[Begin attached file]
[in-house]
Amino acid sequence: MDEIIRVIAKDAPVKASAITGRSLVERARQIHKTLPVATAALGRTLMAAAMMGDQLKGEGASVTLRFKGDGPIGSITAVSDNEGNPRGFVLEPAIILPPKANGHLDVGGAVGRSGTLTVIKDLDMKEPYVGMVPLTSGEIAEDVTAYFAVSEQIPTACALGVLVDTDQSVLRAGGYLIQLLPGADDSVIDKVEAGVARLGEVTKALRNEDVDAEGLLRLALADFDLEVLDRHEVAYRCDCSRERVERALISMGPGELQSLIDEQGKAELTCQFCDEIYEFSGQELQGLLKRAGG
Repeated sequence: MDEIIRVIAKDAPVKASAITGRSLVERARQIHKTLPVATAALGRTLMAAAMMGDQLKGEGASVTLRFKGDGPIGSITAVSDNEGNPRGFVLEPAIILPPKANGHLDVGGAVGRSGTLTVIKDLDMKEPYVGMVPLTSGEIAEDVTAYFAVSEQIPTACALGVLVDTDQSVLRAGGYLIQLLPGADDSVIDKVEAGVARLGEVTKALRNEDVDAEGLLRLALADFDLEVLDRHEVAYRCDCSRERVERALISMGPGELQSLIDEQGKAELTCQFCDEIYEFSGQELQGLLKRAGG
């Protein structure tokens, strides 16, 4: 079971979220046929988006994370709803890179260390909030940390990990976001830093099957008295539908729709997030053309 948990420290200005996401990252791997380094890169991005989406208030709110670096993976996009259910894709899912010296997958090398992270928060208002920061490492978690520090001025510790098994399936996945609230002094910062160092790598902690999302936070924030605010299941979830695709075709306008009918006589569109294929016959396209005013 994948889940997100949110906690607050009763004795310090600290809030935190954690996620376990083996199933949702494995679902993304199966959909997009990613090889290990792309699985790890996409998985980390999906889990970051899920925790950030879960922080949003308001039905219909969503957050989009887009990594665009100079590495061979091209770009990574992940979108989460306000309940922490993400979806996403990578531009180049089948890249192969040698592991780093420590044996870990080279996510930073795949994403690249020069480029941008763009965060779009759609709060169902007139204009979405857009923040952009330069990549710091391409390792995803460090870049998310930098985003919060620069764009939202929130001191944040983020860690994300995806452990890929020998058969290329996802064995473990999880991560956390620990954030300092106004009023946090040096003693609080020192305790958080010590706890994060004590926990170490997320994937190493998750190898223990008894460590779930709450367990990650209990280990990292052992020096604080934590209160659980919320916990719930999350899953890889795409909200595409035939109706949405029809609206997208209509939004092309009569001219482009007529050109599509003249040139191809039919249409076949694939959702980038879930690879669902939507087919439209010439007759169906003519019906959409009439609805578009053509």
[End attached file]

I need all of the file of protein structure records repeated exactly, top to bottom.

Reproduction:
[in-house]
Amino acid sequence: MDEIIRVIAKDAPVKASAITGRSLVERARQIHKTLPVATAALGRTLMAAAMMGDQLKGEGASVTLRFKGDGPIGSITAVSDNEGNPRGFVLEPAIILPPKANGHLDVGGAVGRSGTLTVIKDLDMKEPYVGMVPLTSGEIAEDVTAYFAVSEQIPTACALGVLVDTDQSVLRAGGYLIQLLPGADDSVIDKVEAGVARLGEVTKALRNEDVDAEGLLRLALADFDLEVLDRHEVAYRCDCSRERVERALISMGPGELQSLIDEQGKAELTCQFCDEIYEFSGQELQGLLKRAGG
Repeated sequence: MDEIIRVIAKDAPVKASAITGRSLVERARQIHKTLPVATAALGRTLMAAAMMGDQLKGEGASVTLRFKGDGPIGSITAVSDNEGNPRGFVLEPAIILPPKANGHLDVGGAVGRSGTLTVIKDLDMKEPYVGMVPLTSGEIAEDVTAYFAVSEQIPTACALGVLVDTDQSVLRAGGYLIQLLPGADDSVIDKVEAGVARLGEVTKALRNEDVDAEGLLRLALADFDLEVLDRHEVAYRCDCSRERVERALISMGPGELQSLIDEQGKAELTCQFCDEIYEFSGQELQGLLKRAGG
């Protein structure tokens, strides 16, 4: 079971979220046929988006994370709803890179260390909030940390990990976001830093099957008295539908729709997030053309 948990420290200005996401990252791997380094890169991005989406208030709110670096993976996009259910894709899912010296997958090398992270928060208002920061490492978690520090001025510790098994399936996945609230002094910062160092790598902690999302936070924030605010299941979830695709075709306008009918006589569109294929016959396209005013 994948889940997100949110906690607050009763004795310090600290809030935190954690996620376990083996199933949702494995679902993304199966959909997009990613090889290990792309699985790890996409998985980390999906889990970051899920925790950030879960922080949003308001039905219909969503957050989009887009990594665009100079590495061979091209770009990574992940979108989460306000309940922490993400979806996403990578531009180049089948890249192969040698592991780093420590044996870990080279996510930073795949994403690249020069480029941008763009965060779009759609709060169902007139204009979405857009923040952009330069990549710091391409390792995803460090870049998310930098985003919060620069764009939202929130001191944040983020860690994300995806452990890929020998058969290329996802064995473990999880991560956390620990954030300092106004009023946090040096003693609080020192305790958080010590706890994060004590926990170490997320994937190493998750190898223990008894460590779930709450367990990650209990280990990292052992020096604080934590209160659980919320916990719930999350899953890889795409909200595409035939109706949405029809609206997208209509939004092309009569001219482009007529050109599509003249040139191809039919249409076949694939959702980038879930690879669902939507087919439209010439007759169906003519019906959409009439609805578009053509």